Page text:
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"The Oranges" (2012 release; 90 min.) brings the story of two married couples living across the street from each other. There is Terry and Cathy Ostroff (played by Oliver Platt and Allison Janney). Terry and Cathy are best friends with David and Paige Walling (played by Hugh Laurie and Catherine Keener), whose marriage is not going well and whose twenty-something yr. old daughter Vanessa still lives with them. This is in sharp contrast with Terry and Cathy's daughter (and Vanessa's childhood friend) Nina (played by Leighton Meester), who is living "la vida loca" in San Francisco. Things go unexpectedly sour for Nina who, tails between her legs, moves in with her parents. The two families are enjoying their time together, until Nina and David develop a crush on each other (despite their significant age difference). At that point we are about one-third into the movie, and to tell you more of the plot would simply ruin your viewing experience. But as you can well imagine, all kinds of crazy situations develop from there, some of them funny, others bittersweet, and yet other moments outright sad.

Several comments: Hugh Laurie (yes, he of the "House" TV series) shows again with this performance how versatile he really is. (Remember a year ago he released an album "Let Them Talk", which was critically well-received.) I'm sure it had to be a relief for Laurie to be playing a character so vastly different from "House". However, Catherine Keener and Oliver Platt also bring choice performances. It's difficult to assess Leighton Meester, as it is hard to make that leap of faith to see what she sees in David, who is twice her age. Also it is a bit strange that the movie was released in early October (when I saw it at the Landmark E Street Theatre in Washington), as the Thanksgiving and Christmas holidays play a significant role in the movie.

All that aside, the bottom line is that this movie is more than just a 'romantic comedy', as the movie brings home some poignant moments. I found myself enjoying this movie a lot more than I had expected. If you are in the mood for one of those "little indie movies that could", "The Oranges" is HIGHLY RECOMMENDED!
22 comments35 of 37 people found this helpful. Was this review helpful to you?YesNoReport abuse
on September 15, 2013
I had never heard of this movie until I randomly came across it on Amazon. Between the cast and description, had to give it a try. My wife and I were not disappointed. It is well worth a watch.

The cast is very funny. If you have seen any of these actors in previous films (and I am sure you have), the characters they play are exactly what you would expect. Given the quality of the actors, this is not a bad thing.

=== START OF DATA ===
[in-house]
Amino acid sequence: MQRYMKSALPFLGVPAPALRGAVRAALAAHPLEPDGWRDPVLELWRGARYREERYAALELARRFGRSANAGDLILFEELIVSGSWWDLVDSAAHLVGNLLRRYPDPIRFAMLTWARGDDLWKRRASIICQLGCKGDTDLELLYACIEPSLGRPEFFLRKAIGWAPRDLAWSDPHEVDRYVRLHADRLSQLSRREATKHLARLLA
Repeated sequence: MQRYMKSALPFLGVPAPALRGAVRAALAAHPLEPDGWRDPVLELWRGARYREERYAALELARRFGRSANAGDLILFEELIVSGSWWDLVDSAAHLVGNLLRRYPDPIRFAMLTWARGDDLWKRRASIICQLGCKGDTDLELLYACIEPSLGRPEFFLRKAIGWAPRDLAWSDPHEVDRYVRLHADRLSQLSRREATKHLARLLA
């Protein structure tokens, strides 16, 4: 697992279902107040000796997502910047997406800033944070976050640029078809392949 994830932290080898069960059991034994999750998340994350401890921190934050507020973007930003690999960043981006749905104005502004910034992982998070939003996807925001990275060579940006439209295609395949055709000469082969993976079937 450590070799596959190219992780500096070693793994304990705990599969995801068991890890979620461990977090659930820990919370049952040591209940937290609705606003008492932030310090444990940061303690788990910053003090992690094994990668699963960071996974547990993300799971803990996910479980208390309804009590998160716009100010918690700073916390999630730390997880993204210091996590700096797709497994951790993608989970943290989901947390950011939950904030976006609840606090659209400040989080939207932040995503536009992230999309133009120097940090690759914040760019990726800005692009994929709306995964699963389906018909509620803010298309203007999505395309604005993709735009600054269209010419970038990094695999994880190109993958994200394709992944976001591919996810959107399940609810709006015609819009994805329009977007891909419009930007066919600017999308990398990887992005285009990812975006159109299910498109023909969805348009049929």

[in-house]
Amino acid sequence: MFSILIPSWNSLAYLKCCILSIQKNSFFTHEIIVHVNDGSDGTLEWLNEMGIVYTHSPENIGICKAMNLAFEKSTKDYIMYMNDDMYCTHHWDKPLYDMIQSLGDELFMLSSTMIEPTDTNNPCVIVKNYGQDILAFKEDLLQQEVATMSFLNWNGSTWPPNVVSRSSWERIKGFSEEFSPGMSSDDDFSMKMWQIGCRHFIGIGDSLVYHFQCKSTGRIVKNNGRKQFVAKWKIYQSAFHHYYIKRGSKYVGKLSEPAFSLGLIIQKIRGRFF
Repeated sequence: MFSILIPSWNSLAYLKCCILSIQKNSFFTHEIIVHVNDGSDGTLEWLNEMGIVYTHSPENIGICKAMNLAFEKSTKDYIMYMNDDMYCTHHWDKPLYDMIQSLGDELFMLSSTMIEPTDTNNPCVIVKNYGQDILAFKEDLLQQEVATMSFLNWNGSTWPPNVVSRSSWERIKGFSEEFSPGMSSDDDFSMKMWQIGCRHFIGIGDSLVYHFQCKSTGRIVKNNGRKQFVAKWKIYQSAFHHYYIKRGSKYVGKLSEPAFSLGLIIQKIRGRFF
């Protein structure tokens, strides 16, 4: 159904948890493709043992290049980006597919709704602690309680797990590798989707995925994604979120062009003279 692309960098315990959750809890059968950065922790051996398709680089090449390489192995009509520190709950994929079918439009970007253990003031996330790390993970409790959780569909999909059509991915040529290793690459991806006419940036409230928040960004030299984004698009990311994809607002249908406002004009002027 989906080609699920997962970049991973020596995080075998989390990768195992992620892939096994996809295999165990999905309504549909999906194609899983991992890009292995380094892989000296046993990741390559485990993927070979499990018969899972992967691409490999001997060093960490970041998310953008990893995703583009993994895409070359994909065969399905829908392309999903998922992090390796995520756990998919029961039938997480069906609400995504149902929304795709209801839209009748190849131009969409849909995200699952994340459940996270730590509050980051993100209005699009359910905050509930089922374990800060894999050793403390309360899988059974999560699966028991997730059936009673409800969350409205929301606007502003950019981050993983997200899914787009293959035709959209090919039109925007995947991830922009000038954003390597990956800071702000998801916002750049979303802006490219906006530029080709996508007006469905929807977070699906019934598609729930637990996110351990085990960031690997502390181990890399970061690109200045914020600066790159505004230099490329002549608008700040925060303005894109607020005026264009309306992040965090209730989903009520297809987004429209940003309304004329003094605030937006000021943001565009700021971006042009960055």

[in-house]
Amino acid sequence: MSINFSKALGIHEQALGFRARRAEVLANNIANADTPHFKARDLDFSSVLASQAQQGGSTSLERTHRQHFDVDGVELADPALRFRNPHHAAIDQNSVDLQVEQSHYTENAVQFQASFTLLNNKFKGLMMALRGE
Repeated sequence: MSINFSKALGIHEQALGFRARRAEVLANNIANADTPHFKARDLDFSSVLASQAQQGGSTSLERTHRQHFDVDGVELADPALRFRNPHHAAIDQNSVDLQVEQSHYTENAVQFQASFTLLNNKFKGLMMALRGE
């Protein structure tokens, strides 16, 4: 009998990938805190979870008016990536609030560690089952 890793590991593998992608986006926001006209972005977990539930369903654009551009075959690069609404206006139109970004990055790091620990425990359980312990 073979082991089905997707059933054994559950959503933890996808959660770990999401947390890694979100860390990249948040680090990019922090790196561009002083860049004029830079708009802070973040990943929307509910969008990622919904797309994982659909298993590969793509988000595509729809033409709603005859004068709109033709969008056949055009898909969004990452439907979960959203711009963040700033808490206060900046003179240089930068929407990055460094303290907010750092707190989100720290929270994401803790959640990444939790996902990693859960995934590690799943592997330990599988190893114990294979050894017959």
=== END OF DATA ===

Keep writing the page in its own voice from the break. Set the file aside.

The movie offers a critique of suburbanism and consumerism without being as heavy-handed or blatant as something like American Beauty. While a comedy, it also is not as ridiculous as some other films with similar vents. The characters reflect on who they are and how they feel about their lives. Note that this is not a particularly romantic movie, although it would be good to watch on a date.

The Oranges is definitely worth the time and/or financial investment.
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on May 8, 2013
While this wasn't the greatest movie ever made, it definitely was solid. With a lot of movies I watch, I find myself stopping and starting the DVD every once in awhile as I get distracted by something else. So, for me to watch a movie from start to finish without interruptions is a rarity. This was one of those movies.
The plot is solid and believable, the dialogue is solid and believable, the characters are (for the most part) solid and believable, and the acting is strong from start to finish. Again, definitely "worth a look."
No real weaknesses anywhere, which sounds like "faint praise," but really isn't, because so many movies these days have glaring weaknesses. So it really is nice to watch a movie that doesn't have any weak spots - makes it very enjoyable and satisfying to watch.
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on May 12, 2013
This is another feel good, feel awkward, sometimes humorous indie. The beginning of the film establishes the characters of the six main players. Two families are best friends. They do everything together, but not all is well. David Walling (Hugh Laurie) has been sleeping on the couch. His daughter Vanessa (Alia Shawkat) does some first person narration. Growing up she was best friends with Nina (Leighton Meester) who is part of the second family. Unlike Vanessa, Nina is a free spirit and Vanessa sees her as the antagonist.

Nina breaks up with her boyfriend and comes home for Thanksgiving after two years. The parents hope to fix her up with Toby Walling (Adam Brody), but Nina has suddenly developed a taste for older men, older married men who sleep on the couch. They are quickly discovered and the film goes into a mild disaster mode with crude comments from Nina's mom (Allison Janney) and snarky remarks from the hurt Vanessa.

The film had some funny parts, but for the most part it simply makes you smile at the awkward situation. The characters were well developed. The dialouge was decent. It has appeal and is worth a view, at least once. Leighton Meester did a great job.

Parental Guide: F-bomb. No sex or nudity. Some crude sex talk.
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on February 12, 2014